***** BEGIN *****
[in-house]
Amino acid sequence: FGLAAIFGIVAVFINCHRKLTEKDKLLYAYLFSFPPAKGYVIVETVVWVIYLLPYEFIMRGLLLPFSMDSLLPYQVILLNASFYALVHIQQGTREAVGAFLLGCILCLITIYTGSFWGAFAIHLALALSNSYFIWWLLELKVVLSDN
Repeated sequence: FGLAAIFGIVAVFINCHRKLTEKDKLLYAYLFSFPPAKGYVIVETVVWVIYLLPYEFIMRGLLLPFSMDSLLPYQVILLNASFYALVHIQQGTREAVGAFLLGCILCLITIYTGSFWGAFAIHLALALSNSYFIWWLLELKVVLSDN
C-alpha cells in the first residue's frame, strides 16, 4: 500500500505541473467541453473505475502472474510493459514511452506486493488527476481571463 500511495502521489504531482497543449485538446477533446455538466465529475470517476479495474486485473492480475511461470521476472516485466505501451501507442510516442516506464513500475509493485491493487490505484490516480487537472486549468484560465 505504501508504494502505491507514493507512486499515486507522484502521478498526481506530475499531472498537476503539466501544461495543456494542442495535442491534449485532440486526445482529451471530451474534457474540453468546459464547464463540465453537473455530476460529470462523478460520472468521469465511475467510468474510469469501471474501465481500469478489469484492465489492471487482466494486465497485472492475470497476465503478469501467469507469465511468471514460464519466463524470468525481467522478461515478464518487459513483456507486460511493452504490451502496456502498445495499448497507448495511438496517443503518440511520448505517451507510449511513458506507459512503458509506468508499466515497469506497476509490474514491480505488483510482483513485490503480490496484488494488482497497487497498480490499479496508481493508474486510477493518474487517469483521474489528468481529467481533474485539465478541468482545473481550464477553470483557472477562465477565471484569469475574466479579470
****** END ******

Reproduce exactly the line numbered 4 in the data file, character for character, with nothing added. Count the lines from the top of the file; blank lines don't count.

C-alpha cells in the first residue's frame, strides 16, 4: 500500500505541473467541453473505475502472474510493459514511452506486493488527476481571463 500511495502521489504531482497543449485538446477533446455538466465529475470517476479495474486485473492480475511461470521476472516485466505501451501507442510516442516506464513500475509493485491493487490505484490516480487537472486549468484560465 505504501508504494502505491507514493507512486499515486507522484502521478498526481506530475499531472498537476503539466501544461495543456494542442495535442491534449485532440486526445482529451471530451474534457474540453468546459464547464463540465453537473455530476460529470462523478460520472468521469465511475467510468474510469469501471474501465481500469478489469484492465489492471487482466494486465497485472492475470497476465503478469501467469507469465511468471514460464519466463524470468525481467522478461515478464518487459513483456507486460511493452504490451502496456502498445495499448497507448495511438496517443503518440511520448505517451507510449511513458506507459512503458509506468508499466515497469506497476509490474514491480505488483510482483513485490503480490496484488494488482497497487497498480490499479496508481493508474486510477493518474487517469483521474489528468481529467481533474485539465478541468482545473481550464477553470483557472477562465477565471484569469475574466479579470